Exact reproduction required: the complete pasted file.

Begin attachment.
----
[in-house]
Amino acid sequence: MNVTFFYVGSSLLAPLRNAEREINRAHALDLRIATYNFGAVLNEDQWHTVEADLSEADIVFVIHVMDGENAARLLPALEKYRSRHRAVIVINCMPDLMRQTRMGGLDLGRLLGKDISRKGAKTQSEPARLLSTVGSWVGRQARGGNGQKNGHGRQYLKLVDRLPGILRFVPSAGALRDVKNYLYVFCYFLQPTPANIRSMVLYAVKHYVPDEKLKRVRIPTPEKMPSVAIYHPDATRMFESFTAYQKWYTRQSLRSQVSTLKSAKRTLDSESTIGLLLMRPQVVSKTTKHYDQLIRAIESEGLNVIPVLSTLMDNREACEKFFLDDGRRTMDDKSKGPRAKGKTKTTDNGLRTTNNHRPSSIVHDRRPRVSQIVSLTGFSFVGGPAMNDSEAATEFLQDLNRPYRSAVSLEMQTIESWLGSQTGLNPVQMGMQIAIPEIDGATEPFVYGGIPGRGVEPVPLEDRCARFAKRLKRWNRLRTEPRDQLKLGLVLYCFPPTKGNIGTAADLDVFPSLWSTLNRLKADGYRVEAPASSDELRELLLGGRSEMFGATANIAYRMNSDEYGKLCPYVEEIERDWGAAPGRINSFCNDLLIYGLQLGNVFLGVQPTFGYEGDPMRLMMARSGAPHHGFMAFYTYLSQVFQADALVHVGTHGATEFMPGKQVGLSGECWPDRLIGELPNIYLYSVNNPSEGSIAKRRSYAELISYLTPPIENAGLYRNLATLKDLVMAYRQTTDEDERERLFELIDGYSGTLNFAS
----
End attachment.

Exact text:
[in-house]
Amino acid sequence: MNVTFFYVGSSLLAPLRNAEREINRAHALDLRIATYNFGAVLNEDQWHTVEADLSEADIVFVIHVMDGENAARLLPALEKYRSRHRAVIVINCMPDLMRQTRMGGLDLGRLLGKDISRKGAKTQSEPARLLSTVGSWVGRQARGGNGQKNGHGRQYLKLVDRLPGILRFVPSAGALRDVKNYLYVFCYFLQPTPANIRSMVLYAVKHYVPDEKLKRVRIPTPEKMPSVAIYHPDATRMFESFTAYQKWYTRQSLRSQVSTLKSAKRTLDSESTIGLLLMRPQVVSKTTKHYDQLIRAIESEGLNVIPVLSTLMDNREACEKFFLDDGRRTMDDKSKGPRAKGKTKTTDNGLRTTNNHRPSSIVHDRRPRVSQIVSLTGFSFVGGPAMNDSEAATEFLQDLNRPYRSAVSLEMQTIESWLGSQTGLNPVQMGMQIAIPEIDGATEPFVYGGIPGRGVEPVPLEDRCARFAKRLKRWNRLRTEPRDQLKLGLVLYCFPPTKGNIGTAADLDVFPSLWSTLNRLKADGYRVEAPASSDELRELLLGGRSEMFGATANIAYRMNSDEYGKLCPYVEEIERDWGAAPGRINSFCNDLLIYGLQLGNVFLGVQPTFGYEGDPMRLMMARSGAPHHGFMAFYTYLSQVFQADALVHVGTHGATEFMPGKQVGLSGECWPDRLIGELPNIYLYSVNNPSEGSIAKRRSYAELISYLTPPIENAGLYRNLATLKDLVMAYRQTTDEDERERLFELIDGYSGTLNFAS